A decisive break is required with the failed models of ownership. While the Scottish football authorities can address overspending in a slow and incremental way, the governing bodies are creatures of their members, and as a result, regardless of the ways in which fan ownership helps deliver their stated goals of a more sustainable sport, the authorities inevitably cannot endorse it as an ownership model. They will remain structurally unable to drive greater fan ownership until such a time as a majority of clubs are fan-owned in order, i.e. when this objective is already largely achieved.

That leaves the Scottish Parliament as the only body with the means and ability to effect change.

Constitutional and policy basis –

Schedule 5 of the Scotland Act does not reserve sport to Westminster, meaning the Scottish Parliament can legislate in this area. There are limitations to the powers of the devolved institutions here, though: the prescribed forms of corporate vehicle and terms of their registration are not devolved, so more radical options – such as creating a specific legal form for sports clubs, as is the norm in the rest of Europe – are not possible. Similarly, the Scottish Parliament will not be able to amend insolvency legislation, but can use insolvency as a trigger for the right to buy (see below).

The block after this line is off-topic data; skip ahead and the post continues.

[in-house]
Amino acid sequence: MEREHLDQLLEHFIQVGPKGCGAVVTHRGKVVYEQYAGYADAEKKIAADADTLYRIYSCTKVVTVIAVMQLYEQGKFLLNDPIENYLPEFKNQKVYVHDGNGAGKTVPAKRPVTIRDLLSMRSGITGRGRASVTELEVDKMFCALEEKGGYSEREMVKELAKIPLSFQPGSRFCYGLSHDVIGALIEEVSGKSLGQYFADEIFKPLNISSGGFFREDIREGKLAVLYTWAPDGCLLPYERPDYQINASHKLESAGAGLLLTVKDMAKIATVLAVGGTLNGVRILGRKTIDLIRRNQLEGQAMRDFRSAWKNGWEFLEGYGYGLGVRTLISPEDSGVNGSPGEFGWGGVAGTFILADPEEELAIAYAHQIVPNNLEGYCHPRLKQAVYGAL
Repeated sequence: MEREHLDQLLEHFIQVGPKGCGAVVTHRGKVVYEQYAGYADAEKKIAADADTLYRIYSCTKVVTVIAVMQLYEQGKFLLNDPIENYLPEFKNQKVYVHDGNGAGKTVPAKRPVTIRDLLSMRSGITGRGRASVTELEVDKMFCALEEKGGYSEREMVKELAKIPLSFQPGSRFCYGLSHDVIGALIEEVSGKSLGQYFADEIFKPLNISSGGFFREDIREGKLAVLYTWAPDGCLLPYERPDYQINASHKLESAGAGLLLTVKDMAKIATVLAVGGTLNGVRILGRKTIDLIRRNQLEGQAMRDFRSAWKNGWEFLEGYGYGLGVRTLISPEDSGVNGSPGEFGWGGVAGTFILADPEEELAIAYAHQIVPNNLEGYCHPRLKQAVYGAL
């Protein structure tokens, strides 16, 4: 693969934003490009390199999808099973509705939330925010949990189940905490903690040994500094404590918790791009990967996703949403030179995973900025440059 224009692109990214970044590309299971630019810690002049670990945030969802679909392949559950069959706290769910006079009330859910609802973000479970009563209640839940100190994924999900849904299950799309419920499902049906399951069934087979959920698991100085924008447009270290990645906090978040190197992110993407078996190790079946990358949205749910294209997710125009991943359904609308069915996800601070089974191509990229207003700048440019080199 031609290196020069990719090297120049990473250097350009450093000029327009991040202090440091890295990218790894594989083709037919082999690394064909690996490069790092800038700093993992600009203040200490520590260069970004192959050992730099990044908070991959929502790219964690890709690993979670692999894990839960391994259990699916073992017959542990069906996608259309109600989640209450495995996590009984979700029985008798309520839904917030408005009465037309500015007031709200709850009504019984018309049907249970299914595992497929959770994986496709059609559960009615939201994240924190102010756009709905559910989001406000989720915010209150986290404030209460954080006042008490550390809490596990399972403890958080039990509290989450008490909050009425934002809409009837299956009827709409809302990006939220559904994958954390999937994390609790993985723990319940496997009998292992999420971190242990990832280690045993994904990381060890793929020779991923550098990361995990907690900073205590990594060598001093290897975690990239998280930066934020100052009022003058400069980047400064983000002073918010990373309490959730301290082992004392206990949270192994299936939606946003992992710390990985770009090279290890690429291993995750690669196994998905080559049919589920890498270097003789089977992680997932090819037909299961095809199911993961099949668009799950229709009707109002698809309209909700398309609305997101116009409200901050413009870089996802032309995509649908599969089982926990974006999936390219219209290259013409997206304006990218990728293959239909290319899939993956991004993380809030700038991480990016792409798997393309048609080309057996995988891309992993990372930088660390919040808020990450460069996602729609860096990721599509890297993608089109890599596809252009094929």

Human rights –

To quote the Land Reform Review Group’s Interim Report from May 2013:

A free society also has to respect the rights of an individual with regard to his or her property. The European Convention on Human Rights, at Article 1, Protocol 1,5 states

Every natural or legal person is entitled to the peaceful enjoyment of his possessions. No one shall be deprived of his possessions except in the public interest and subject to the conditions provided for by law and by the general principles of international law.

The preceding provisions shall not, however, in any way impair the right of a state to enforce such laws as it seems necessary to control the use of property in accordance with the general interest or to secure the payment of taxes or other contributions or penalties.